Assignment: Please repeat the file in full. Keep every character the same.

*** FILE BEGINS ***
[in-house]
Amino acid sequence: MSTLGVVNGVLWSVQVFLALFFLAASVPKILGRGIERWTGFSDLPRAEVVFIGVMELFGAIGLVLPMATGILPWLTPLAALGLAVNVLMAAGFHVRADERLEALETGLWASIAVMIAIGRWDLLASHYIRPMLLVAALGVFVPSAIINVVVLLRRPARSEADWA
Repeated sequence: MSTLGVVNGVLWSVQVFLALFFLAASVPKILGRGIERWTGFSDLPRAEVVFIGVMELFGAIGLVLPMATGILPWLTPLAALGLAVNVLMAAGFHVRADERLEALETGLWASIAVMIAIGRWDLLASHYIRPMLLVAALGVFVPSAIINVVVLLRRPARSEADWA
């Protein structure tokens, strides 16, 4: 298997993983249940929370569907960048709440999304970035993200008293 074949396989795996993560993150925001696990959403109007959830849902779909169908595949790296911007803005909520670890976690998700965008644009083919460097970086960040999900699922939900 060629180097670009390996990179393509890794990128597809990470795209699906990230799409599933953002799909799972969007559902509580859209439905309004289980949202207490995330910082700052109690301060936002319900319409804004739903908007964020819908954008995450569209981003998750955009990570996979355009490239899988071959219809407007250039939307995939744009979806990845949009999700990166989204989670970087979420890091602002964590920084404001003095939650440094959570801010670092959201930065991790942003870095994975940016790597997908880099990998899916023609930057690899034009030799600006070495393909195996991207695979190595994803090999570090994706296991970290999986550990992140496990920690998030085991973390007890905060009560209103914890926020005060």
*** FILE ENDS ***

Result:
[in-house]
Amino acid sequence: MSTLGVVNGVLWSVQVFLALFFLAASVPKILGRGIERWTGFSDLPRAEVVFIGVMELFGAIGLVLPMATGILPWLTPLAALGLAVNVLMAAGFHVRADERLEALETGLWASIAVMIAIGRWDLLASHYIRPMLLVAALGVFVPSAIINVVVLLRRPARSEADWA
Repeated sequence: MSTLGVVNGVLWSVQVFLALFFLAASVPKILGRGIERWTGFSDLPRAEVVFIGVMELFGAIGLVLPMATGILPWLTPLAALGLAVNVLMAAGFHVRADERLEALETGLWASIAVMIAIGRWDLLASHYIRPMLLVAALGVFVPSAIINVVVLLRRPARSEADWA
């Protein structure tokens, strides 16, 4: 298997993983249940929370569907960048709440999304970035993200008293 074949396989795996993560993150925001696990959403109007959830849902779909169908595949790296911007803005909520670890976690998700965008644009083919460097970086960040999900699922939900 060629180097670009390996990179393509890794990128597809990470795209699906990230799409599933953002799909799972969007559902509580859209439905309004289980949202207490995330910082700052109690301060936002319900319409804004739903908007964020819908954008995450569209981003998750955009990570996979355009490239899988071959219809407007250039939307995939744009979806990845949009999700990166989204989670970087979420890091602002964590920084404001003095939650440094959570801010670092959201930065991790942003870095994975940016790597997908880099990998899916023609930057690899034009030799600006070495393909195996991207695979190595994803090999570090994706296991970290999986550990992140496990920690998030085991973390007890905060009560209103914890926020005060």